Looking at the lineup (48 days in advance)

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The Nationals haven’t had a lack of hype surrounding their last two seasons. The magazines were filled with predictions of parades on the National Mall, banners on South Capitol Street and a Curly W in the books for the last game of the season. We all know the rest of the story –  two seasons, one regular season disappointment, one 18-inning heartbreak.

Despite the incorrect predictions, there are still two large and legitimate reasons that in the past two year’s baseball previews, in big, bold letters, under the “World Series Champions” label, the words “Washington Nationals” have appeared more often than nearly any other. One is their talented rotation, which analysts like me and those on MLB Network could babble on about for hours. The other is the depth of their lineup, the “Red Line”. The Nationals possess what many would call the most dangerous lineup from 1-8, with offensive weapons at every stop.

Given the changes in the lineup made over the offseason, the lineup has the possibility to be different. It’s hard to believe Matt Williams and Mike Rizzo would mess too much with last year’s success excepting an injury.

Last year, the Nationals lineup eventually stacked up like this:

1. Denard Span, CF

2. Anthony Rendon, 2B/3B

3. Jayson Werth, RF

4. Adam LaRoche, 1B

5. Ian Desmond, SS

6. Bryce Harper, LF

7. Wilson Ramos, C

8. Asdrubal Cabrera/Danny Espinosa/Kevin Frandsen, 2B

9. Pitcher

Despite early season woes, this lineup took the Nationals to an NL East Championship. The majority of the players remain – all but two. Even so, Ryan Zimmerman will move to 1B but it does give Matt Williams a couple options on how he wants to shape his lineup. Here’s (barring any trades or injuries) the official Side of Natitude prediction. Continue reading

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A Silent Killer on the D.L.

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No Nationals fan even blinks an eye when it’s mentioned a player has gone to the D.L. this year. After seeing names like Harper, Zimmerman, Gonzalez and Span fall out for fifteen days or more, it’s just not a surprise. However, this latest trip to the D.L. by a player, despite his lack of star-power, may be more important than Harper or Zimmerman. Continue reading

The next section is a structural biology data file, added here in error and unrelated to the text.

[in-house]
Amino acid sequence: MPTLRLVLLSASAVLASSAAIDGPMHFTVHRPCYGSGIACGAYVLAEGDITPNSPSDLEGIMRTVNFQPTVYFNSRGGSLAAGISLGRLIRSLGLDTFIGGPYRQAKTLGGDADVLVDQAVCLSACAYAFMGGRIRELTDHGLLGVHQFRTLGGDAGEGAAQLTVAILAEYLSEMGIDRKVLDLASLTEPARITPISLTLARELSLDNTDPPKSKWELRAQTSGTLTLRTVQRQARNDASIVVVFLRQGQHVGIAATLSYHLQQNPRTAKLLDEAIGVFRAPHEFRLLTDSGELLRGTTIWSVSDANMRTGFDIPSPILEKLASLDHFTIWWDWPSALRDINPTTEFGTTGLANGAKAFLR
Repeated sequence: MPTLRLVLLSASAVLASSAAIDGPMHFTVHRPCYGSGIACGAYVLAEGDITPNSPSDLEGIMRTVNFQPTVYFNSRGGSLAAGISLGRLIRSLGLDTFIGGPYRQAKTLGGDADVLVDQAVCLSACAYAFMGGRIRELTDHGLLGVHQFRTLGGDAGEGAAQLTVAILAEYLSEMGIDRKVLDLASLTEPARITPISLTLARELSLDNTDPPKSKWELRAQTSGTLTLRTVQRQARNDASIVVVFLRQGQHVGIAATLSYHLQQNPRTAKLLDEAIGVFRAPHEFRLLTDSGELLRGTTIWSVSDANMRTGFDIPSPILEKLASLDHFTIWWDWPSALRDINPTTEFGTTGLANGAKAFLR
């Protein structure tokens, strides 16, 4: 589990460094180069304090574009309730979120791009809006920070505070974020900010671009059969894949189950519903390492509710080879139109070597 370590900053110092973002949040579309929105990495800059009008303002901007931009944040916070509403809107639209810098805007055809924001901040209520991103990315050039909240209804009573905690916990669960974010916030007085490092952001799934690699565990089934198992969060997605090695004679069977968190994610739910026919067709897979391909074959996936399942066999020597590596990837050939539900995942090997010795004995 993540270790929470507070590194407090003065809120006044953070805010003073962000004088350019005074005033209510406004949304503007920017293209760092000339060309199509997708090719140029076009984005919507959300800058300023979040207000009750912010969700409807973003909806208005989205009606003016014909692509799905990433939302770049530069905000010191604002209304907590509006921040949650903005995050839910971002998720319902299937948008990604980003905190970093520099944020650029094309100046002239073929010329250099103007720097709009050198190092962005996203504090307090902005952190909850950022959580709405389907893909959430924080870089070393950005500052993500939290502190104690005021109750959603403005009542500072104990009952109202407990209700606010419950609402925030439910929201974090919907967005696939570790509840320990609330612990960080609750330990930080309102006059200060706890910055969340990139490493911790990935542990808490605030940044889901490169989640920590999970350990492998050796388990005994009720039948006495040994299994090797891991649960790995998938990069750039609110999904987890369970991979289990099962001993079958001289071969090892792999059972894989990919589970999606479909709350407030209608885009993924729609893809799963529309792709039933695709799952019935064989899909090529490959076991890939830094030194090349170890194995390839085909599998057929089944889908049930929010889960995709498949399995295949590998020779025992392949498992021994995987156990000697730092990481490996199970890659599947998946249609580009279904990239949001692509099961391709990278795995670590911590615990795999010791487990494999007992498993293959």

The Late Night Nats are Worth Paying Attention To

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LaRoche being clobbered by teammates after hitting a game winning single. (C/O Patrick Smith, Getty)

LaRoche being clobbered by teammates after hitting a game winning single. (C/O Patrick Smith, Getty)

Do not take this as me telling you to not pay attention to the Wizards this week or this summer. However, do take this as a wake up call. Many people went into last year with the Nationals as their team. The team they would pay attention to, watch every night and read the articles about them every morning. But with every passing game lost by error, mistake, or inability to come back, fans slowly drifted towards looking at Robert Griffin the Third’s Sophomore year or watching their AL team. The ballpark was still full, but the Nats had made a promise and broke it, so the energy and the hope was gone.

Coming into this season, magazines and newspapers came in with the same expectations that so many called bloated, considering the fact they were the same as last year’s. But from day one, something had changed. This was a team that could come back.

After going down early on the first day of the season and losing Wilson Ramos, the Nationals came back in extra innings. Even after losing more key players, like Harper and Zimmerman, the Nats have been able to come back, showing an attitude that Matt Williams says is “In their D.N.A.”

Even after a rough start from the starters, they came back and kept the team in the game consistently. There is no official stat, the Nationals have come back 8 times out of 9 when down or tied in the seventh inning by less than two runs this year, which seems like a lot, especially compared to last year. “When you’re put in situation(s) and the game is on the line, you want to come through for your teammates” says Jayson Werth, who has been a catalyst for many rallies this year.

So I encourage you to pay attention, to not be shoved away by one bad season. Because as Werth said, the Nationals are “Taking opportunities when they’re given to us, and (continue to) win ballgames.”

Quotes from Washington Post, Adam Kilgore.